Hank Stuever had a post on his blog yesterday, about a happy time in his life that coincided with a happy time in my life, i.e., working on the college newspaper. And even though his happy time was a decade after my happy time, it sounds as though the technology we used was about the same, and that was part of the fun of it:
I miss layout. It was probably the only crafty, tactile skill I ever mastered — starting in the journalism room in high school. I miss the waxer, the long strips of freshly developed type set in column inches, the bordertape, the pica poles, the photo reduction-ratio wheels, mitering my corners, the Zip-o-Tone, the 20-percent gray screen half-tones, the light-tables; writing headlines from count orders (”they need a 3-36-1 in 19-pica column width, and don’t forget that flitj only counts for half a character”). I miss the monstrous and cantankerous photostat machine. I miss light blue Copy-Not pens. I miss being able to fix a typo with a knife instead of a reset.
Much of that is probably gibberish to most of you, but to me, that paragraph, loaded with all those terms of art, is what separates a writer from a layout artist. I hadn’t thought about Zip-o-Tone (Zip-A-Tone, to be exact — sorry, Hank) since maybe 1978, and just that phrase brought it all back — the late nights at the Post doing just that, fueled on day-old doughnuts and bad coffee, trading jokes and insults. Disco light table! someone would squeal when “Don’t Leave Me This Way” came on the radio from down Parkersburg way, flicking the switches on and off during the chorus.
But I think I may have covered this topic before. What I meant to point out was this apt comparison later in Hank’s mini-essay:
I think I derived the same joy from laying out a newspaper that quilters derive from quilting bees. It required concentration, measurement, technique, artistry — but it never distracted you from conversations and gossip and laughs with your collaborators.
Yes. Exactly. It’s the craftiness of it. I’ve never been much for crafts, but like Hank, I miss the camaraderie of building something with your hands in a group. I got a little of that during my time on the copy desk; the work wasn’t so difficult you were risking anyone’s concentration by occasionally noting, out loud, “Name Redacted is the worst writer this newspaper has, and I’ll fight any man who disagrees.” We were just Amish ladies stitching squares together.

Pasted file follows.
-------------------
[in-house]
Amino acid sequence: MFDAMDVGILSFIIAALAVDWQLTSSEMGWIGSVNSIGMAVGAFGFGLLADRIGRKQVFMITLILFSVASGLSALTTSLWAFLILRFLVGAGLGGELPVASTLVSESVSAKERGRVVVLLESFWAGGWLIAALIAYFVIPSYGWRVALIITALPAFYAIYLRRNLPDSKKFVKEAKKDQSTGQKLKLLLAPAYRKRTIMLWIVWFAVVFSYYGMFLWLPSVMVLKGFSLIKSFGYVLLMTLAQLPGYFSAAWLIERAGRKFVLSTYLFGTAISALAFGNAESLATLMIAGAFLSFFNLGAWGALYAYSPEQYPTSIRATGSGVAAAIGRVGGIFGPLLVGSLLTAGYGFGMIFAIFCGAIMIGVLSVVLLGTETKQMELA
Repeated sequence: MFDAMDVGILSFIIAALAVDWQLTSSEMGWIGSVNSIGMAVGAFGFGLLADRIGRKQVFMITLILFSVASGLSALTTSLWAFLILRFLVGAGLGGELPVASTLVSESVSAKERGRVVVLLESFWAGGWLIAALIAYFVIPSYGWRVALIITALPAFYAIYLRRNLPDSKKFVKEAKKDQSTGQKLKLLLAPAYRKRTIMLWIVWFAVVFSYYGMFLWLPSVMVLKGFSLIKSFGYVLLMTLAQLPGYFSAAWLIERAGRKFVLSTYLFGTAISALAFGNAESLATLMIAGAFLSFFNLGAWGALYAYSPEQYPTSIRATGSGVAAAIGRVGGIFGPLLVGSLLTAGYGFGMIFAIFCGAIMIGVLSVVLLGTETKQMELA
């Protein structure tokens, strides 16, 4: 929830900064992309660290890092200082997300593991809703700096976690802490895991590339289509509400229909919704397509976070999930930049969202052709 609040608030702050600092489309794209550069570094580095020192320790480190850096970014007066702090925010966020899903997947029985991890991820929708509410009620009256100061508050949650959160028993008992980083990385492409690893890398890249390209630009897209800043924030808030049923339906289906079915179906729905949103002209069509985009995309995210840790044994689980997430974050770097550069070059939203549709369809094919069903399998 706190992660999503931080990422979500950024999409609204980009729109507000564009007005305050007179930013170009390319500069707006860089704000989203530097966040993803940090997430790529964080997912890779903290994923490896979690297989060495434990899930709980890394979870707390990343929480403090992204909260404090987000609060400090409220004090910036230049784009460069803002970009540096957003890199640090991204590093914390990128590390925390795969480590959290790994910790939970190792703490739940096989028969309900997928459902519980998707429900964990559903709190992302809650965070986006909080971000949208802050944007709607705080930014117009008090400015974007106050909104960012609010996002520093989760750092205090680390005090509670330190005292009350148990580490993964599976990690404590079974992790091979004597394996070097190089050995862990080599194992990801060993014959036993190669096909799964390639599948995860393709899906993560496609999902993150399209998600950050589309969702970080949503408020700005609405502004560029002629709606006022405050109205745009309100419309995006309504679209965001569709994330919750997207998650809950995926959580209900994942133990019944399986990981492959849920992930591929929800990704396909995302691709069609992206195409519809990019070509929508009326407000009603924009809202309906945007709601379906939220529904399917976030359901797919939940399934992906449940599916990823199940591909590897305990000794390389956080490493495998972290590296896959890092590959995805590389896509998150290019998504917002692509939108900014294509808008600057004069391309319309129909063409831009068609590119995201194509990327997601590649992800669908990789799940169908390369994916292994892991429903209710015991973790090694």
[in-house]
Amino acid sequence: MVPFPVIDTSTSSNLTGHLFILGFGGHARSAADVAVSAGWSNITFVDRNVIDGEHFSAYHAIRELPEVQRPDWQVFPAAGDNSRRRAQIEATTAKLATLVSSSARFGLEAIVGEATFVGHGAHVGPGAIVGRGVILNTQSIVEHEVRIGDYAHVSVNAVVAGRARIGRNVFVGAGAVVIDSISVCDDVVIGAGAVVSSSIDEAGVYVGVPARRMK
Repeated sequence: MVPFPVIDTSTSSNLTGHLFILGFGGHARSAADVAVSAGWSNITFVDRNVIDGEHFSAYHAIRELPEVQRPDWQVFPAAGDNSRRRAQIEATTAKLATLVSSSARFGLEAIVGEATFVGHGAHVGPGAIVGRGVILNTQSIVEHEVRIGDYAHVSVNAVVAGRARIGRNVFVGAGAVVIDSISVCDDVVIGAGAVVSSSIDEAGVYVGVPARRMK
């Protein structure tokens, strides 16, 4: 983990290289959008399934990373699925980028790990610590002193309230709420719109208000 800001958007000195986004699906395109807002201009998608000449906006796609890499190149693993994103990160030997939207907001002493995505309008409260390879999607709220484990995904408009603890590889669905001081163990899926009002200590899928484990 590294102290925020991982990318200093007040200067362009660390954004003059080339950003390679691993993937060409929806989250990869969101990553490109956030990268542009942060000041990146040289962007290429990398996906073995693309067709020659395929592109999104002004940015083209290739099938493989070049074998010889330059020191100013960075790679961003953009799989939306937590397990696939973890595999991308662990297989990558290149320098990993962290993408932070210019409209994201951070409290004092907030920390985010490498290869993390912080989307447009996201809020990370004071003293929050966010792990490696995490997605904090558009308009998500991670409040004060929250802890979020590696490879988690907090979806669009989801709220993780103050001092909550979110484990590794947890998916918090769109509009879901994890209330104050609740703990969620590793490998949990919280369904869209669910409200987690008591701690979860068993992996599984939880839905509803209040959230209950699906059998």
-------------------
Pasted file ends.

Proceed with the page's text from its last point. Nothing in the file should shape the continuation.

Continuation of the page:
So thanks, Hank, for that. And yes, I will join your Layout Club. We can put out a newsletter or something, ol’ skool. I may still have some Letraset lying around here somewhere.
J.C. will probably use his admin status to post a photo in comments from those days. He was one of the supervisors of our backshop, back in the day.
So, anything else today? There’s this: You may have heard how the president of the Detroit Public Schools board imploded last week, or rather…[cue boom-chicka-wow soundtrack] maybe I should say, exploded. Mathis was briefly shamed into resigning after the superintendent accused him of playing pocket pool during their meetings, and if you want the gross details, well, read all about it.
I say “briefly shamed” because he had no sooner resigned than he tried to take it back, claiming “health problems” caused him to take matters into his own hands, ha ha. I think Laura Berman sums up the man in a few devastating sentences, here:
After graduating from Southeastern High School with a D-plus average, he got into Wayne State University in a program for the academically unqualified. When he failed to pass an English language writing exam required for graduation, he sued, claiming the exam discriminated against African-Americans. When the exam was dropped, a decade later, he duly received his bachelor of science degree.
Mathis was praised by his colleagues for his coolness under pressure and his lack of defensiveness: qualities that have stood him in good stead over the years, as he faced down challenges to his competency. As he told me in a March interview, his deficits had been written about before. “People make a lot of noise for a while and then it all blows over,” he said.
Maybe he felt compelled to test how low expectations might really go.
And they were already pretty damn low, let me tell you.
With that, an announcement: I’ll be scarce around here for a while. We’re taking a few days’ vacation, and this time we’re going someplace my cell phone contract doesn’t cover, so no mobile uploads. And where might that be? They speak French there, but it’s in North America. Where could it be? Let me put it this way: I told Kate I wanted to take her to Europe, but we can’t afford Europe, so we’re going for the closest equivalent within driving distance.
So: Au revoir for now, and I’ll see you back here Monday.